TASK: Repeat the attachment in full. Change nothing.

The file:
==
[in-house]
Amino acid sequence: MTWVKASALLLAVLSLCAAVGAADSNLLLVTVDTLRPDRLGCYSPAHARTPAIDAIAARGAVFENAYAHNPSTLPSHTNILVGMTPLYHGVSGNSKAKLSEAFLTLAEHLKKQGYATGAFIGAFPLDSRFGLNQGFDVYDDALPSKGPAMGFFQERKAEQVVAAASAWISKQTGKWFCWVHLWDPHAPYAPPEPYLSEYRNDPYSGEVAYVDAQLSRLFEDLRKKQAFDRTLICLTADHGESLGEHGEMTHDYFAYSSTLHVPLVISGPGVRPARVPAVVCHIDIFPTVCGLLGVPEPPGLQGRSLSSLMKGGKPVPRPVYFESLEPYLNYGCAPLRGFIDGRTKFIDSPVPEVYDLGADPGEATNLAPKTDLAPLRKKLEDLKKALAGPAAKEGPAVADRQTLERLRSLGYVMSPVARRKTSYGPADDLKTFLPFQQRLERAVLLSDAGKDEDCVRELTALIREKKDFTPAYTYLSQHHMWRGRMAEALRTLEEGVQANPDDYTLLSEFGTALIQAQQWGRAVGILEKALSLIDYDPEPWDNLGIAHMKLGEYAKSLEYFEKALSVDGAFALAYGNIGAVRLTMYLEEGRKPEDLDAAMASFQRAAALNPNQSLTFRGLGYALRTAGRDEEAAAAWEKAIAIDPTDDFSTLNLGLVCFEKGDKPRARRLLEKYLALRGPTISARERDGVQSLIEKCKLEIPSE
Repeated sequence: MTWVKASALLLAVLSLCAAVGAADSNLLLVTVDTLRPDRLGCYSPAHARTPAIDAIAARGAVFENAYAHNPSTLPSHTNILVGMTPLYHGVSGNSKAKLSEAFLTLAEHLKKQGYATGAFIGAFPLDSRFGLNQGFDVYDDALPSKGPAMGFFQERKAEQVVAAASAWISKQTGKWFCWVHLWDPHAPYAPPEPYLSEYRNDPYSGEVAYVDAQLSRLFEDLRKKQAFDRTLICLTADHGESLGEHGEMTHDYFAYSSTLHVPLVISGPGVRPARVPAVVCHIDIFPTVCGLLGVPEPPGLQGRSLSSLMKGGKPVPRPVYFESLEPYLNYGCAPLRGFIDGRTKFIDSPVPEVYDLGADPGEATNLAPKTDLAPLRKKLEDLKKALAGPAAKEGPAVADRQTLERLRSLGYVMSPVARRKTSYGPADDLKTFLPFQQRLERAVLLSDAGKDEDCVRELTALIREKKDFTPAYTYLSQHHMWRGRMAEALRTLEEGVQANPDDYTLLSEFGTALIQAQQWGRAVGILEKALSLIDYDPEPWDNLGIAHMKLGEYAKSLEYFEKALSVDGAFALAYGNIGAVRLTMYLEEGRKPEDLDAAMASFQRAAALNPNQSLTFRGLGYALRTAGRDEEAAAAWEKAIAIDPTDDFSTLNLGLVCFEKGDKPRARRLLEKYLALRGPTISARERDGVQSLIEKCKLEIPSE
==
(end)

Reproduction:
[in-house]
Amino acid sequence: MTWVKASALLLAVLSLCAAVGAADSNLLLVTVDTLRPDRLGCYSPAHARTPAIDAIAARGAVFENAYAHNPSTLPSHTNILVGMTPLYHGVSGNSKAKLSEAFLTLAEHLKKQGYATGAFIGAFPLDSRFGLNQGFDVYDDALPSKGPAMGFFQERKAEQVVAAASAWISKQTGKWFCWVHLWDPHAPYAPPEPYLSEYRNDPYSGEVAYVDAQLSRLFEDLRKKQAFDRTLICLTADHGESLGEHGEMTHDYFAYSSTLHVPLVISGPGVRPARVPAVVCHIDIFPTVCGLLGVPEPPGLQGRSLSSLMKGGKPVPRPVYFESLEPYLNYGCAPLRGFIDGRTKFIDSPVPEVYDLGADPGEATNLAPKTDLAPLRKKLEDLKKALAGPAAKEGPAVADRQTLERLRSLGYVMSPVARRKTSYGPADDLKTFLPFQQRLERAVLLSDAGKDEDCVRELTALIREKKDFTPAYTYLSQHHMWRGRMAEALRTLEEGVQANPDDYTLLSEFGTALIQAQQWGRAVGILEKALSLIDYDPEPWDNLGIAHMKLGEYAKSLEYFEKALSVDGAFALAYGNIGAVRLTMYLEEGRKPEDLDAAMASFQRAAALNPNQSLTFRGLGYALRTAGRDEEAAAAWEKAIAIDPTDDFSTLNLGLVCFEKGDKPRARRLLEKYLALRGPTISARERDGVQSLIEKCKLEIPSE
Repeated sequence: MTWVKASALLLAVLSLCAAVGAADSNLLLVTVDTLRPDRLGCYSPAHARTPAIDAIAARGAVFENAYAHNPSTLPSHTNILVGMTPLYHGVSGNSKAKLSEAFLTLAEHLKKQGYATGAFIGAFPLDSRFGLNQGFDVYDDALPSKGPAMGFFQERKAEQVVAAASAWISKQTGKWFCWVHLWDPHAPYAPPEPYLSEYRNDPYSGEVAYVDAQLSRLFEDLRKKQAFDRTLICLTADHGESLGEHGEMTHDYFAYSSTLHVPLVISGPGVRPARVPAVVCHIDIFPTVCGLLGVPEPPGLQGRSLSSLMKGGKPVPRPVYFESLEPYLNYGCAPLRGFIDGRTKFIDSPVPEVYDLGADPGEATNLAPKTDLAPLRKKLEDLKKALAGPAAKEGPAVADRQTLERLRSLGYVMSPVARRKTSYGPADDLKTFLPFQQRLERAVLLSDAGKDEDCVRELTALIREKKDFTPAYTYLSQHHMWRGRMAEALRTLEEGVQANPDDYTLLSEFGTALIQAQQWGRAVGILEKALSLIDYDPEPWDNLGIAHMKLGEYAKSLEYFEKALSVDGAFALAYGNIGAVRLTMYLEEGRKPEDLDAAMASFQRAAALNPNQSLTFRGLGYALRTAGRDEEAAAAWEKAIAIDPTDDFSTLNLGLVCFEKGDKPRARRLLEKYLALRGPTISARERDGVQSLIEKCKLEIPSE